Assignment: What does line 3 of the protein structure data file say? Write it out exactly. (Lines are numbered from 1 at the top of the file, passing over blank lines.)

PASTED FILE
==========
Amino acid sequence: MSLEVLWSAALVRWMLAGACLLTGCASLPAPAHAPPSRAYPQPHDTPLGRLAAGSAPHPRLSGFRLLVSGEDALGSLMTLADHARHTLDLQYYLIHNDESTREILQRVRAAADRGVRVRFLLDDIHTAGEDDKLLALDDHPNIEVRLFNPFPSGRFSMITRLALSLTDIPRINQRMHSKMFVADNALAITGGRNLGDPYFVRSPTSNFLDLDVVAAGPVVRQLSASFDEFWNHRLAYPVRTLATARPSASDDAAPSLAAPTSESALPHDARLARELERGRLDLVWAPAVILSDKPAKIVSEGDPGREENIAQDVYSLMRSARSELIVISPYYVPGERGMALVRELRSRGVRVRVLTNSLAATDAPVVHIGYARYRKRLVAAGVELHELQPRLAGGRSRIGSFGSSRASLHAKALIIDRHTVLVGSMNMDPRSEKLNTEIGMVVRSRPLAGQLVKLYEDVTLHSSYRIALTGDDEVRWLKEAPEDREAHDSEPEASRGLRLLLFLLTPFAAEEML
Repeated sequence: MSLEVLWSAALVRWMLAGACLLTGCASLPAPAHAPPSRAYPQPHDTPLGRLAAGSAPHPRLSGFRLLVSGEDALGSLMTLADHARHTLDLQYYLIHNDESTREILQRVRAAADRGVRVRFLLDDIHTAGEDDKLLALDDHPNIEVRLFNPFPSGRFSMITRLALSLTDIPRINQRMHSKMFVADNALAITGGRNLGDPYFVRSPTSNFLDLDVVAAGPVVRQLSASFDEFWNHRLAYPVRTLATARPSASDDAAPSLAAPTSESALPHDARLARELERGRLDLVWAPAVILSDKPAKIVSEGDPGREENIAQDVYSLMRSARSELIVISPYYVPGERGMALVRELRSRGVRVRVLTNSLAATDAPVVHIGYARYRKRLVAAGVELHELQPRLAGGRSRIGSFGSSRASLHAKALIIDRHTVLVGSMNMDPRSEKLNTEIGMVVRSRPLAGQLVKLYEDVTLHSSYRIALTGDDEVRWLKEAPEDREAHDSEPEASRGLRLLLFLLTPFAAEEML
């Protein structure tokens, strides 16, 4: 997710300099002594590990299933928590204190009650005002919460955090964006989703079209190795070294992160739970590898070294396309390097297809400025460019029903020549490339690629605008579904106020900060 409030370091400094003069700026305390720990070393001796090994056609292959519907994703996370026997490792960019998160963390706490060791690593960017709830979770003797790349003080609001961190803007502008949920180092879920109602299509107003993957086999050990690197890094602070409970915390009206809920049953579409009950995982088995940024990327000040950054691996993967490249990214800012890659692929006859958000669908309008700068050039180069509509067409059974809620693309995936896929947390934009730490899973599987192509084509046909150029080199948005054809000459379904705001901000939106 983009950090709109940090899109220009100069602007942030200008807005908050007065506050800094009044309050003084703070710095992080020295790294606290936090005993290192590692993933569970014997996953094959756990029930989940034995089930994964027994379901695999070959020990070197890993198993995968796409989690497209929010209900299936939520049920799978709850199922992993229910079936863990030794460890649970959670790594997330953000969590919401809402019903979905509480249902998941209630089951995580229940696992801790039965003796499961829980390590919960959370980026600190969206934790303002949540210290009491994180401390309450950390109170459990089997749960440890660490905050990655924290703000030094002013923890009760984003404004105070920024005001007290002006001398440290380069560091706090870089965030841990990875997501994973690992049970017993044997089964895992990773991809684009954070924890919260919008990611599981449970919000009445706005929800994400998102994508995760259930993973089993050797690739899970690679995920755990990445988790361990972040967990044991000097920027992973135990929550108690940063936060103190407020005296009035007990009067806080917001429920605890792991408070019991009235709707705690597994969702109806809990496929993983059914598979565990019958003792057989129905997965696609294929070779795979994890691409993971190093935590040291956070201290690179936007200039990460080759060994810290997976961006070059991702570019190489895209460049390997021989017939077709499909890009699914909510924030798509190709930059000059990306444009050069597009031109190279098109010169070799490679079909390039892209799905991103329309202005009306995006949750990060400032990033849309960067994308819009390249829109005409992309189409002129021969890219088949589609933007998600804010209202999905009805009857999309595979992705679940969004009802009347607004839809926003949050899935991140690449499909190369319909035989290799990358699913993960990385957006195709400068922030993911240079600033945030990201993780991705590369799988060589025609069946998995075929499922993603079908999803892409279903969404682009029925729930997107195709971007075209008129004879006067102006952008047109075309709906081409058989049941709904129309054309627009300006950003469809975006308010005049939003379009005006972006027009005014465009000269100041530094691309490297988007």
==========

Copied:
């Protein structure tokens, strides 16, 4: 997710300099002594590990299933928590204190009650005002919460955090964006989703079209190795070294992160739970590898070294396309390097297809400025460019029903020549490339690629605008579904106020900060 409030370091400094003069700026305390720990070393001796090994056609292959519907994703996370026997490792960019998160963390706490060791690593960017709830979770003797790349003080609001961190803007502008949920180092879920109602299509107003993957086999050990690197890094602070409970915390009206809920049953579409009950995982088995940024990327000040950054691996993967490249990214800012890659692929006859958000669908309008700068050039180069509509067409059974809620693309995936896929947390934009730490899973599987192509084509046909150029080199948005054809000459379904705001901000939106 983009950090709109940090899109220009100069602007942030200008807005908050007065506050800094009044309050003084703070710095992080020295790294606290936090005993290192590692993933569970014997996953094959756990029930989940034995089930994964027994379901695999070959020990070197890993198993995968796409989690497209929010209900299936939520049920799978709850199922992993229910079936863990030794460890649970959670790594997330953000969590919401809402019903979905509480249902998941209630089951995580229940696992801790039965003796499961829980390590919960959370980026600190969206934790303002949540210290009491994180401390309450950390109170459990089997749960440890660490905050990655924290703000030094002013923890009760984003404004105070920024005001007290002006001398440290380069560091706090870089965030841990990875997501994973690992049970017993044997089964895992990773991809684009954070924890919260919008990611599981449970919000009445706005929800994400998102994508995760259930993973089993050797690739899970690679995920755990990445988790361990972040967990044991000097920027992973135990929550108690940063936060103190407020005296009035007990009067806080917001429920605890792991408070019991009235709707705690597994969702109806809990496929993983059914598979565990019958003792057989129905997965696609294929070779795979994890691409993971190093935590040291956070201290690179936007200039990460080759060994810290997976961006070059991702570019190489895209460049390997021989017939077709499909890009699914909510924030798509190709930059000059990306444009050069597009031109190279098109010169070799490679079909390039892209799905991103329309202005009306995006949750990060400032990033849309960067994308819009390249829109005409992309189409002129021969890219088949589609933007998600804010209202999905009805009857999309595979992705679940969004009802009347607004839809926003949050899935991140690449499909190369319909035989290799990358699913993960990385957006195709400068922030993911240079600033945030990201993780991705590369799988060589025609069946998995075929499922993603079908999803892409279903969404682009029925729930997107195709971007075209008129004879006067102006952008047109075309709906081409058989049941709904129309054309627009300006950003469809975006308010005049939003379009005006972006027009005014465009000269100041530094691309490297988007």